By Tyson Rauch
With the hiring of Rex Ryan, the New York Jets are now on their fourth coach since 2000. Ryan, like his predecessors, comes to Gang Green without any NFL head coaching experience. Having an inexperienced head coach puts the onus on the front office when it comes to talent evaluation and roster development. Granted the head coach submits a list of needs, but the general manager and his staff have the final say.
In 2008 the Jets front office spent over $140 million dollars in the off-season to upgrade their roster. Included in those moves was the acquisition of two Pro-Bowl players as well as a legendary quarterback, Brett Favre. The results were mixed as the Jets fell just short of the playoffs.
Now in 2009 the Jets are back to the drawing board. Recently Gang Green made some questionable moves that could be a sign that another spending spree is in order on February 27th, the start of free agency. There are differing reports, but the Jets available cap space is anywhere from $20-30+ million dollars, meaning several players could be signed. While this is exciting news for Jets fans, is this the correct approach to take?
Teams have failed with this strategy in the past. Throughout the past decade teams like the Washington Redskins and Dallas Cowboys were always quick to make big splashes in free agency. Money was spent hand over fist to acquire any player they felt would help them get to the next level. The result? A roster full of overpriced players, continuous personnel moves due to salary cap problems, and zero Super Bowl appearances.
What approach should be taken? Since 2000, the Jets have had 7 different players start at the quarterback position. Every team at some point should be able to acquire a franchise quarterback. As of this point, the Jets have failed to do that. In the past 10 years the Jets have drafted only 7 Pro-Bowl players. Keep in mind that 3 of those 7 players made the team this year. What exactly have the Jets been accomplishing in their drafts?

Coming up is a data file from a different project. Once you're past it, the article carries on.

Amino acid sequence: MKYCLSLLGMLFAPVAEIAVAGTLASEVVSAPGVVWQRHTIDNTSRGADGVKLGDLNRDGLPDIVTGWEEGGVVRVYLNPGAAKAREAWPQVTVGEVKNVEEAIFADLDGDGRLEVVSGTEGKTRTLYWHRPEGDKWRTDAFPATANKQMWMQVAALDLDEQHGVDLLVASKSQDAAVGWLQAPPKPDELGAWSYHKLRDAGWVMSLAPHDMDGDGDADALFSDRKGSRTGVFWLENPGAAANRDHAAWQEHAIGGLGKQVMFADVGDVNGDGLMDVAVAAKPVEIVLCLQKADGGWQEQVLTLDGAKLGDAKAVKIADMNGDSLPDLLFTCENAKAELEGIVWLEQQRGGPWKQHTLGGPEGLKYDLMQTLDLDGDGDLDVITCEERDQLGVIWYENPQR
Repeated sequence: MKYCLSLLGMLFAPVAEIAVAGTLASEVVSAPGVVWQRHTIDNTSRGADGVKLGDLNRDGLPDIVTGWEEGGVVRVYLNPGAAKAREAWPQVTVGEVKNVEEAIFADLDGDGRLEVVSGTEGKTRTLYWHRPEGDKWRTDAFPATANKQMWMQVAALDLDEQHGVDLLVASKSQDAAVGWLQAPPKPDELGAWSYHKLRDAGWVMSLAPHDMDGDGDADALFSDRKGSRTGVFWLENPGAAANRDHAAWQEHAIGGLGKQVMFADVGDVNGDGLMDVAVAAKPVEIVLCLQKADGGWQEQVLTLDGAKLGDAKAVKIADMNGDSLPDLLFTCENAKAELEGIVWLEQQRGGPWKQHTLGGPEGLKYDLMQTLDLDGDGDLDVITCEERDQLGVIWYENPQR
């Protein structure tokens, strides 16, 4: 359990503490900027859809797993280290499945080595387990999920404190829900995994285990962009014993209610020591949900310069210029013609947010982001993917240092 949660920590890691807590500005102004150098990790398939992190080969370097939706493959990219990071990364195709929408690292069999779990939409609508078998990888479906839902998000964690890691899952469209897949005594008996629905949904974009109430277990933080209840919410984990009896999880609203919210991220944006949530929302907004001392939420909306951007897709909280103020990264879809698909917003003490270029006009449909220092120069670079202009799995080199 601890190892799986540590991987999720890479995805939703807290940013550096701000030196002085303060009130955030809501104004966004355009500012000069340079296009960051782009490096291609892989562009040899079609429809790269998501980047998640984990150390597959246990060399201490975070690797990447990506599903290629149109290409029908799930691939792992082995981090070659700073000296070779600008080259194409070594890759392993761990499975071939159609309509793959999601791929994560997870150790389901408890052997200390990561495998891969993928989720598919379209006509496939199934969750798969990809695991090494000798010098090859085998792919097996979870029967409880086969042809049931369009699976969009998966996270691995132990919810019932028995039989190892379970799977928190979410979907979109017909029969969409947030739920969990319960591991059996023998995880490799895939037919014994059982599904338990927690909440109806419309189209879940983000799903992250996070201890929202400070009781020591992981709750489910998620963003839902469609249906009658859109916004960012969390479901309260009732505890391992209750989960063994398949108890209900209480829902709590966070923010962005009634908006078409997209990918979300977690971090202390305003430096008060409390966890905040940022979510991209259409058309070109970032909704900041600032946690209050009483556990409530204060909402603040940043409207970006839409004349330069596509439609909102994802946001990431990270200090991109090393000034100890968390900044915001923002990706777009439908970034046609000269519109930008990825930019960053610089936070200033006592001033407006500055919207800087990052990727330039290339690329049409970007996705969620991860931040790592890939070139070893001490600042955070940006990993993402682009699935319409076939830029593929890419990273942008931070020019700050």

At some point Gang Green needs to step back and analyze why they have not won a Super Bowl since 1969. From the poor draft selections, to questionable coaching hires, to the overpaying of players that have proved next to nothing in the NFL, everything should be reviewed.
Why have the Jets been unable to find a franchise quarterback? Why do the Jets continue to hire inexperienced head coaches? How could the Jets release, and not trade, quarterback Chad Pennington knowing that their division rival would quickly sign him?
In order to answer these questions I think it is time for the Jets to hire a consultant like Ron Wolf for management assistance. Mr. Wolf, who understands what it takes to build a Super Bowl team, needs to review the practices of the front office and figure out where things are going wrong. From the general manager, to the scouting department, to the training staff, every group should be scrutinized. Could it be that Jets general manager Mike Tannenbaum and his staff are in over their heads when it comes to building a Super Bowl caliber organization? Or could it be that the scouting department is lacking the tools necessary to identity NFL talent? Are the Jets forced to spend an abundance of money on free agents to cover up these problems?
The Jets are a team without an identity with a pocket full of money. You make the call. My call is going to a proven NFL executive to help straighten out a front office that appears to be heading in the wrong direction.